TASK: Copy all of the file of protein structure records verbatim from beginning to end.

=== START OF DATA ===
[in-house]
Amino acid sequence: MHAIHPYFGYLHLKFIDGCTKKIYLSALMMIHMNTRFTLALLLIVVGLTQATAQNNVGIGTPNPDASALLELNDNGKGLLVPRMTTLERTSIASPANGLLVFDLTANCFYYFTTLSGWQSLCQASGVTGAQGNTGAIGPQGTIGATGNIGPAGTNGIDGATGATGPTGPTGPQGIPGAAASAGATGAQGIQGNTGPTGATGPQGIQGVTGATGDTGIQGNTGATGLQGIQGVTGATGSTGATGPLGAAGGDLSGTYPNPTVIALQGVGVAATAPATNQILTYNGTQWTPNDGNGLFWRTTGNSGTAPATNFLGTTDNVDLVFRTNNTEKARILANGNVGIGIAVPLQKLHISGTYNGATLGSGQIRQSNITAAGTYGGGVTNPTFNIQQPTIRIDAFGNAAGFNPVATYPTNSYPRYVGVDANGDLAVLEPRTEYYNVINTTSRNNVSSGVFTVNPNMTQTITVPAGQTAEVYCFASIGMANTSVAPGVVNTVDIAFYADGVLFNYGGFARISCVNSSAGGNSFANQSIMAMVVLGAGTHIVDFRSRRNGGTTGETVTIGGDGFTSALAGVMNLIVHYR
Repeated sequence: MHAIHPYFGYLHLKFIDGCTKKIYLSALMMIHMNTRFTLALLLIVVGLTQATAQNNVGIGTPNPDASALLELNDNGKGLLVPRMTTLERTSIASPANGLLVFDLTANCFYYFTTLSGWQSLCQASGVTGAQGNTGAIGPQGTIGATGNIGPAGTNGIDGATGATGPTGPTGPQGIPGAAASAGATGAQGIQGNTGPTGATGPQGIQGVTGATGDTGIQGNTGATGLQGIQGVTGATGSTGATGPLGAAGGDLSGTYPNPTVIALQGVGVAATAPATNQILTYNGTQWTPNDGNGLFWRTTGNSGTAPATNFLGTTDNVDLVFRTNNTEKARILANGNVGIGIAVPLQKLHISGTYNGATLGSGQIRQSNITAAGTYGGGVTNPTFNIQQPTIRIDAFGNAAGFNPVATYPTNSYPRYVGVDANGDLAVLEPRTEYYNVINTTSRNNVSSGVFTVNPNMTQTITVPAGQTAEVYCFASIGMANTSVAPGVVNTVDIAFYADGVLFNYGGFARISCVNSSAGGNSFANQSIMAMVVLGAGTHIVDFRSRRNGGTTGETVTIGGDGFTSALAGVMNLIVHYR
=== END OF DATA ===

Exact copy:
[in-house]
Amino acid sequence: MHAIHPYFGYLHLKFIDGCTKKIYLSALMMIHMNTRFTLALLLIVVGLTQATAQNNVGIGTPNPDASALLELNDNGKGLLVPRMTTLERTSIASPANGLLVFDLTANCFYYFTTLSGWQSLCQASGVTGAQGNTGAIGPQGTIGATGNIGPAGTNGIDGATGATGPTGPTGPQGIPGAAASAGATGAQGIQGNTGPTGATGPQGIQGVTGATGDTGIQGNTGATGLQGIQGVTGATGSTGATGPLGAAGGDLSGTYPNPTVIALQGVGVAATAPATNQILTYNGTQWTPNDGNGLFWRTTGNSGTAPATNFLGTTDNVDLVFRTNNTEKARILANGNVGIGIAVPLQKLHISGTYNGATLGSGQIRQSNITAAGTYGGGVTNPTFNIQQPTIRIDAFGNAAGFNPVATYPTNSYPRYVGVDANGDLAVLEPRTEYYNVINTTSRNNVSSGVFTVNPNMTQTITVPAGQTAEVYCFASIGMANTSVAPGVVNTVDIAFYADGVLFNYGGFARISCVNSSAGGNSFANQSIMAMVVLGAGTHIVDFRSRRNGGTTGETVTIGGDGFTSALAGVMNLIVHYR
Repeated sequence: MHAIHPYFGYLHLKFIDGCTKKIYLSALMMIHMNTRFTLALLLIVVGLTQATAQNNVGIGTPNPDASALLELNDNGKGLLVPRMTTLERTSIASPANGLLVFDLTANCFYYFTTLSGWQSLCQASGVTGAQGNTGAIGPQGTIGATGNIGPAGTNGIDGATGATGPTGPTGPQGIPGAAASAGATGAQGIQGNTGPTGATGPQGIQGVTGATGDTGIQGNTGATGLQGIQGVTGATGSTGATGPLGAAGGDLSGTYPNPTVIALQGVGVAATAPATNQILTYNGTQWTPNDGNGLFWRTTGNSGTAPATNFLGTTDNVDLVFRTNNTEKARILANGNVGIGIAVPLQKLHISGTYNGATLGSGQIRQSNITAAGTYGGGVTNPTFNIQQPTIRIDAFGNAAGFNPVATYPTNSYPRYVGVDANGDLAVLEPRTEYYNVINTTSRNNVSSGVFTVNPNMTQTITVPAGQTAEVYCFASIGMANTSVAPGVVNTVDIAFYADGVLFNYGGFARISCVNSSAGGNSFANQSIMAMVVLGAGTHIVDFRSRRNGGTTGETVTIGGDGFTSALAGVMNLIVHYR